Carefully folding the crumpled document she'd taken from the Shad and stowing it away in a pocket of this new outfit, Sarah softly called, "Penny for them," and Valina startled.

"I'm sorry?"

"It's an old Earth saying. It means, 'what are you thinking?'"

"I was thinking," Valina replied, her tone contemplative, "That my life has changed. And that I did not expect that, when I left my home this morning."

"I don't suppose anyone ever does." Sarah sat alongside her. "I know I didn't, the day I met the Doctor."

Valina's dark eyes turned toward her, curious. "What was your life before?"

"I was a journalist, on Earth." She heard herself using the past tense without thinking about it, and it brought her up short. When had she started thinking that way about a career that had once been so important, as important as Valina's job was to her? "Technically, I suppose I still am, when I'm at home – which hasn't been for a while now."

"So instead, you now…do this?" Valina waved her hands in an all-encompassing gesture, to which Sarah huffed a rueful chuckle.

"We travel, that's all. We don't always know where we're going and we hardly ever know what to expect when we get there, but…it often does involve situations like this, yes. And worse."

"Worse?" Valina falteringly echoed. "I went to work as normal this morning and witnessed a massacre in the name of good order, now I may no longer have a job, I'm involved in law-breaking, more have died – and you talk of worse."

Sarah took a moment to think carefully before she replied, because Valina was right, in a sense, and yet there was so much more to it than that – for her, at least.

"You know, I'd never seen death before I met the Doctor," she said at length. "My parents died when I was only a baby, so I never knew them, or my grandparents. There was no extended family, not like yours – just me and my Aunt Lavinia, and she's indestructible. So I'd never known death, until I met the Doctor and began to travel with him. We've seen wars and invasions – terrible things, you never get used to it." Her eyes were drawn once more to the shrouded shape in the corner, all that energy and passion extinguished forever, and she thought about how close they'd come to losing Harry, how close she'd come to losing her own life, more than once today. "But I've learned that what matters is what you choose do about it. Do you stand by and let the terrible things happen, or do you make a stand, in whatever small way you can?"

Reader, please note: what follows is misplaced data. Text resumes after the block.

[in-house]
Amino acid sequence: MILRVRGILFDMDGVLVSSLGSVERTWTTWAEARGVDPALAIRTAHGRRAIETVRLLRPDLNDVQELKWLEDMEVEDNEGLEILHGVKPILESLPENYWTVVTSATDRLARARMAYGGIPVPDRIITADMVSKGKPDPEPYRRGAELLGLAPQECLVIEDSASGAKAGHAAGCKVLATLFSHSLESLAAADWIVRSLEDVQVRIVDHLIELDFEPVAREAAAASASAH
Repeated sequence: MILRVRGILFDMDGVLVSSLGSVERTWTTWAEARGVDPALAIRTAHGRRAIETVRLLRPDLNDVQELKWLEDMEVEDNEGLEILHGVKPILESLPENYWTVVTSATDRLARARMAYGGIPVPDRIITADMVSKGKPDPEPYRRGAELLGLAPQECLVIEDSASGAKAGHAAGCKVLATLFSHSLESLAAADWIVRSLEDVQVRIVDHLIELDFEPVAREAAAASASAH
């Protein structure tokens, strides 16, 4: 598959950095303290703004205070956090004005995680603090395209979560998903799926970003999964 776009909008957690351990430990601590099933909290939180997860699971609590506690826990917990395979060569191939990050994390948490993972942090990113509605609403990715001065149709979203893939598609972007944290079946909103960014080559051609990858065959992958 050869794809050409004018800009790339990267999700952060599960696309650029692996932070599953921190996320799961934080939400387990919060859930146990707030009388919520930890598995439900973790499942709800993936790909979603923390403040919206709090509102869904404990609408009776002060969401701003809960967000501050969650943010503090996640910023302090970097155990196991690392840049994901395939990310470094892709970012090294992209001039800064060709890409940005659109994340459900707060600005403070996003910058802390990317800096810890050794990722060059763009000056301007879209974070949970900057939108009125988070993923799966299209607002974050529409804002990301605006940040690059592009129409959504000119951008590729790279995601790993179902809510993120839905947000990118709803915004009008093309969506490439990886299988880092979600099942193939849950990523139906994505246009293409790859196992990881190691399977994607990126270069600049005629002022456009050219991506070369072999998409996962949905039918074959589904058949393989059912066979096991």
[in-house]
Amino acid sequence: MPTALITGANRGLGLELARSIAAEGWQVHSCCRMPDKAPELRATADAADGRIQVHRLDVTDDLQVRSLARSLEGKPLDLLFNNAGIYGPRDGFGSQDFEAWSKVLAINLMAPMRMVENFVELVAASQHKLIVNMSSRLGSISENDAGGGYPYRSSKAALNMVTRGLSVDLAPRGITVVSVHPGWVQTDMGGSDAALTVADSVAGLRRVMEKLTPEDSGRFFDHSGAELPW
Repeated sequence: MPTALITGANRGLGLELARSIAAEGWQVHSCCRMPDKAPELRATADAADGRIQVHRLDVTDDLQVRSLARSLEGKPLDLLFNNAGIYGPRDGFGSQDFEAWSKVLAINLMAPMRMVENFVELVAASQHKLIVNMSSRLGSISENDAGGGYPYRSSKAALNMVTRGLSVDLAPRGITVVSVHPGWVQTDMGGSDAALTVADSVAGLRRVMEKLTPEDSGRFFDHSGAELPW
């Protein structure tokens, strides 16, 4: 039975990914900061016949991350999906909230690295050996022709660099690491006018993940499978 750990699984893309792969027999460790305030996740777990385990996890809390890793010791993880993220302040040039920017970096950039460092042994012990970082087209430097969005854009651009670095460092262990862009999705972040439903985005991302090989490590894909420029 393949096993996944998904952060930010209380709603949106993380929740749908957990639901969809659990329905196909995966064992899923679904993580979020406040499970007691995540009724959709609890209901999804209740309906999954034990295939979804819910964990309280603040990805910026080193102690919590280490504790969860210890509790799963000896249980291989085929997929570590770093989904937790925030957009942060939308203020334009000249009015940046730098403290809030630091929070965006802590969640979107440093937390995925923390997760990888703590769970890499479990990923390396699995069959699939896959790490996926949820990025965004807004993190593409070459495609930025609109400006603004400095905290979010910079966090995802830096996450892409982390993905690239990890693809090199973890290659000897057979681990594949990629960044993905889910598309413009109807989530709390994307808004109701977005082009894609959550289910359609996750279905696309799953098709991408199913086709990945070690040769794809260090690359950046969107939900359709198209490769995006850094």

She'd said something similar to Ren earlier – had thought it to herself many times during many adventures, when she'd been cold and hungry and scared, and needed reminding. They'd all had choices to make today, Valina no less than the rest of them, and those choices had brought them all here, to this point.

Valina let out a shuddering sigh that was pure regret but then nodded. "I didn't know, when I agreed to help you, that I was making a stand. But I knew about the protests, since the unrest began, I'd seen the news reports and was glad of my own comfort and security. I never stopped to think…"

"Until you saw it with your own eyes," Sarah softly finished for her. "I'm sorry I got you involved in all this."

"I'm not." Valina had her chin up again now, almost defiant. "I didn't intend to become so involved, but I know that I can't now go back."

"No – no, you can't go back." Sarah thought about the career she'd abandoned without a second thought, time and again when the Doctor came calling, how it had once been everything to her and now seemed so small. Perhaps this couldn't last forever, travelling like this with the Doctor in the TARDIS, she didn't know – couldn't know – but she did know that it had changed the way she viewed the universe forever. And it was worth it, worth all the rotten, miserable worlds and the wars and the invasions and the terrible things, the battles and the near-death experiences. Even when she was miserable, as she had been for most of the day after falling off that tower, it was still worth it.

And this particular fight wasn't over yet. Sudden yelling outside rather rudely reminded her of that, seconds before the Doctor and Harry erupted back into the shuttle, closely followed by the three smugglers. They were all shouting at once, but the gist was "go, go, go!" and Ren plunged straight on into the cockpit to do just that.